Have an hour to spare during your next Richmond visit? Head to the Richmond Museum. Tucked alongside the entrance to the main public library branch in the Richmond Cultural Centre, this inviting space is perfect for a leisurely browse. And if you haven’t yet discovered its current show, check it out now: Our Journeys Here closes on September 3.
What’s it all about?
This multilayered exhibition, running since 2017, showcases the kaleidoscopic cultural diversity of Richmond’s population. Its colourful, often personal artifacts evoke the stories of locals who have moved here from distant countries—many of them building successful lives in their adopted city while never forgetting the places they originally came from. In many ways, this exhibition (and the city itself) is the story of Canada and what it means to be Canadian in microcosm.
Check out the Our Journeys Here exhibit until September 3. | Photo: Richmond Museum
What will I see?
Our Journeys Here is divided into several thematic areas. Its display cases start with a selection of First Nations artifacts—including ceremonial items and a small totem pole—which indicate exactly who the first Richmond locals were. There’s also an illustrated timeline of Canadian immigration history that contextualizes the stories of those who’ve moved here over the decades, many of them under challenging circumstances.
But sometimes its the nostalgic everyday items that many visitors will connect with most. These include a circa-1900 mortar and pestle from Steveston’s Hing Wo General Store—Richmond’s first supermarket—and a small 1960s menu from the Bamboo Grove restaurant, which still operates in the city today.
Even more evocative are the items that Canada-bound immigrants—typically with limited packing space—could not leave behind when they left their original homes. Like three-dimensional snapshots of other cultures and previous lives, they include a hand-cranked ice-cream maker from Kenya; a pair of beer steins from Germany, and even a fretwork machine, used by its owner to make toys for children in Wales and then also in his new home in Richmond.
The "My Story Is..." luggage labels have been very popular with visitors. | Photo: Richmond Museum
It’s not all about heartwarming artifacts, though. The exhibition’s wall-mounted timeline of Canada’s immigration story shows that moving here hasn’t always been a completely joyous process. Panels explain that groups of refugees from deeply troubled regions have often received safe haven in Canada, including 37,000 Hungarians who arrived after the failed 1950s anti-Soviet uprising and, more recently, 26,000 war-ravaged Syrians welcomed here between 2012 and 2016.
The tumultuous Chinese story, of course, is also explored in the exhibition. There’s a 1922 Head Tax certificate showing that the father of Yen Toy Wong paid a then-astronomical $500 so that his son could attend school and be employed in Canada. It was purchased just a year before the Chinese Exclusion Act became law, ensuring that only 15 Chinese immigrants were accepted into the entire country up until 1946, when the law was finally repealed.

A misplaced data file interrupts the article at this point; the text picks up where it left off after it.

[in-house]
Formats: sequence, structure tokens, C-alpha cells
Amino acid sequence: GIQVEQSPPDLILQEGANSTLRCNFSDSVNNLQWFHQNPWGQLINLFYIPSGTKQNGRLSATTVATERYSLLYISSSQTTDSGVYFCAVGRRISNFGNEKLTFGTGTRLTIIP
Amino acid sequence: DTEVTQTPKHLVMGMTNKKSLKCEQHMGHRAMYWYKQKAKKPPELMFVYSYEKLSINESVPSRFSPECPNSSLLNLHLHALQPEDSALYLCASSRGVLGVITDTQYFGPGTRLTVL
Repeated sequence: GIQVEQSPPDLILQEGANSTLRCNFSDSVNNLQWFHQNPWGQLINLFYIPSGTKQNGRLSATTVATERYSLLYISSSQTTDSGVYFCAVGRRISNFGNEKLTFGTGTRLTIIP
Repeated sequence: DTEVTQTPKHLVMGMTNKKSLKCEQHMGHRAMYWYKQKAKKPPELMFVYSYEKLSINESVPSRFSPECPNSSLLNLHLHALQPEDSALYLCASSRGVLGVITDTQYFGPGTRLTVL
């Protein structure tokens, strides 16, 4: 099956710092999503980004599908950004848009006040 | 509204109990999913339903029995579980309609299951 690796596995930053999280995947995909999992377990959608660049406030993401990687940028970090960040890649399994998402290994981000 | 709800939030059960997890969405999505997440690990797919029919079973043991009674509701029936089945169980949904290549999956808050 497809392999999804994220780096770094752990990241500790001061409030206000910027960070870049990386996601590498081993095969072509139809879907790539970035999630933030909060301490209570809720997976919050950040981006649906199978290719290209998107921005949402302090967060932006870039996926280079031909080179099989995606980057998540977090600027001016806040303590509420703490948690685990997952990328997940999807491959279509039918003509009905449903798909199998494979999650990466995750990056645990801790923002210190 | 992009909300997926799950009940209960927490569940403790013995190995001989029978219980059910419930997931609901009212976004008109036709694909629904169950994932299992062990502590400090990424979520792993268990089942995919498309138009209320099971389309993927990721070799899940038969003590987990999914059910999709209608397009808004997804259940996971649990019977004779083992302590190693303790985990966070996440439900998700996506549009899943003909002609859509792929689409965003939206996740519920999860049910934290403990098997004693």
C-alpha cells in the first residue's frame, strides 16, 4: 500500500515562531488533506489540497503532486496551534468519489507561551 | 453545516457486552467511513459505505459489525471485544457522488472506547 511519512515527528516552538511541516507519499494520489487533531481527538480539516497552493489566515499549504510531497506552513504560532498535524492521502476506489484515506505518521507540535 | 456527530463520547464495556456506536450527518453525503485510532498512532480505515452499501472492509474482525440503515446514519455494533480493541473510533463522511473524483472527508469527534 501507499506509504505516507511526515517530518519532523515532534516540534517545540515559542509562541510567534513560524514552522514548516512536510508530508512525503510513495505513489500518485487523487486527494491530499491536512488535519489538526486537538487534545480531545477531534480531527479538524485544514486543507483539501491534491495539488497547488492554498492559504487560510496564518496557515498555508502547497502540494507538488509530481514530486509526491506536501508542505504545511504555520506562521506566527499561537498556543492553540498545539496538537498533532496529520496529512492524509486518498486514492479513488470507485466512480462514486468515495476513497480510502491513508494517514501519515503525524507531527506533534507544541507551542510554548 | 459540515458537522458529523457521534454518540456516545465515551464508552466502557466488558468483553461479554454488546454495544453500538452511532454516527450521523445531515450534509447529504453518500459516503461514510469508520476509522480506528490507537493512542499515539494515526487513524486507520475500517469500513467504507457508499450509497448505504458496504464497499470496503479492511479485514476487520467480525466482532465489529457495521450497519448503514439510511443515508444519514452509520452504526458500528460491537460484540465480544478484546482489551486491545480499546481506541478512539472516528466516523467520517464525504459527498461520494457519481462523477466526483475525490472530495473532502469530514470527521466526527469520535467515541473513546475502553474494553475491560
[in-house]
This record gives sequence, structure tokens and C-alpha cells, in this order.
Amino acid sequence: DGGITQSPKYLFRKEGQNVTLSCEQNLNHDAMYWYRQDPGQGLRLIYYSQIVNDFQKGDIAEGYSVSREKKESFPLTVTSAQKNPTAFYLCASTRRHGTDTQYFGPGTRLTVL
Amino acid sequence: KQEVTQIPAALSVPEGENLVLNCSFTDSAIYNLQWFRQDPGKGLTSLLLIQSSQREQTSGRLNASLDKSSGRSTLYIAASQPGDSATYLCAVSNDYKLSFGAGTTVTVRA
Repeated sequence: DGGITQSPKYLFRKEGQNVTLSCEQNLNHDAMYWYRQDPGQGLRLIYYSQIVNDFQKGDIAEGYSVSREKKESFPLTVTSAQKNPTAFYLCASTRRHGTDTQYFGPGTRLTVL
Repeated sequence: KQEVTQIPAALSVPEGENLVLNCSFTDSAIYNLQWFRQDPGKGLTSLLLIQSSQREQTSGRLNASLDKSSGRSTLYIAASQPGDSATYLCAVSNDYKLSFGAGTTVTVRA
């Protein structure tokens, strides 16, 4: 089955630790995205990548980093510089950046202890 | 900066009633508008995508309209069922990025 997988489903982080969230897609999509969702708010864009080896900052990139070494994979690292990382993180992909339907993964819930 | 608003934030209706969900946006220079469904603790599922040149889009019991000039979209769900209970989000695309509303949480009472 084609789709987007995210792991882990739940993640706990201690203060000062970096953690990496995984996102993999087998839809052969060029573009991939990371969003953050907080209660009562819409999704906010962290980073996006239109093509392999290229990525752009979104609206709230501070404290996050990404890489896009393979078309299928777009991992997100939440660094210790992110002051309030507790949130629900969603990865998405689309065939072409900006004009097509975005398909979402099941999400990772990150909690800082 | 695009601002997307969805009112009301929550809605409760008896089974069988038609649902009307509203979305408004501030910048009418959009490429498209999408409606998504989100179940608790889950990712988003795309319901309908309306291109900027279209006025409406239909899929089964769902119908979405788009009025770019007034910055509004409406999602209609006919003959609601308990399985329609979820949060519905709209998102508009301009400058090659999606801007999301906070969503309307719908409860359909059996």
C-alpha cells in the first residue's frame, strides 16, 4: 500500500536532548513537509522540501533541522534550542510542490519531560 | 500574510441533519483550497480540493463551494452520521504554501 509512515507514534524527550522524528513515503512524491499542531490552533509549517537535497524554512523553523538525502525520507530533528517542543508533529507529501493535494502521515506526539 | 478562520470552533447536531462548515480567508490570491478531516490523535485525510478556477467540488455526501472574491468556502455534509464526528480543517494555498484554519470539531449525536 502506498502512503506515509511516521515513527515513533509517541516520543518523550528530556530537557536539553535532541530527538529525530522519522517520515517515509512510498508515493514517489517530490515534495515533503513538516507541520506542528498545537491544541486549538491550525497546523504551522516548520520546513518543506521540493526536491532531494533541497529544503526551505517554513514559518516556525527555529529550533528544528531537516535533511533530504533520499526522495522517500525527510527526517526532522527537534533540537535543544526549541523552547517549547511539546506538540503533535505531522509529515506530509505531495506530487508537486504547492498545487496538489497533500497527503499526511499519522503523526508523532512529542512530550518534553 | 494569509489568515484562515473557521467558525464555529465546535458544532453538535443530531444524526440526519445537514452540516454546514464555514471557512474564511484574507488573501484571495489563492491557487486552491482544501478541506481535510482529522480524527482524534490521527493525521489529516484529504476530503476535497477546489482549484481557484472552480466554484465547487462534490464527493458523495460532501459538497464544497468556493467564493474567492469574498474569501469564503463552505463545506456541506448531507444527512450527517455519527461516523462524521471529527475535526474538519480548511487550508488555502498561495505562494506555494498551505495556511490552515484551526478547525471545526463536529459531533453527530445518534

But the show also does a good job of bringing the immigration story up to date. I enjoyed perusing the country-specific clothing items—including a Filipino man’s formal shirt—that have been loaned to the exhibition by locals, some of whom also have smiling portraits and panels here describing their personal stories. I also discovered some surprises, including the fact that Richmond’s Timothy Hsai designed Canada’s glow-in-the-dark Twoonie coin.
The exhibition also has some cool interactive elements. There’s a tabletop game that asks visitors to quiz each on the citizenship questions Canadians-to-be have to answer as part of their application. As someone who moved here from the UK many years ago, I once took this test myself, although I’m not sure if I could answer questions about Confederation or Canada’s main industries today!
A visitor checks out the citizenship test questions. | Photo: Richmond Museum
There’s also a wall of luggage labels where visitors are invited to pick up a pencil and complete the sentence “My story is…”. Answers have ranged from “I like Pokemon” to “I was born to be an artist and keep avoiding to be a great one.” I also added my own: “I need to visit more local museums.” The museum’s curator Sheila Hill later told me that they had initially ordered 250 of these labels, but they had to buy hundreds more when visitors eagerly used them up.
Sheila also told me that this particular show, now in its final weeks, has really resonated with Richmond locals as well as curious visitors. “This exhibition is really an exploration of who we are. It has also given many locals the chance to talk about their own story and share it with the rest of the community. It has been an honour and a pleasure to work on an exhibit like this.”
If you go
The Richmond Museum’s Our Journeys Here runs until September 3. The museum is open from 9:00am to 9:30pm Monday to Friday, 9:00am to 5:00pm Saturday, and 10:00am to 5:00pm Sunday. Admission is by donation.
Want to make a full afternoon of it? The Richmond Art Gallery is right next door to the museum and, if you’re here on a Tuesday, Kwantlen St. Farmers Market is operating in the plaza outside the building until October 2.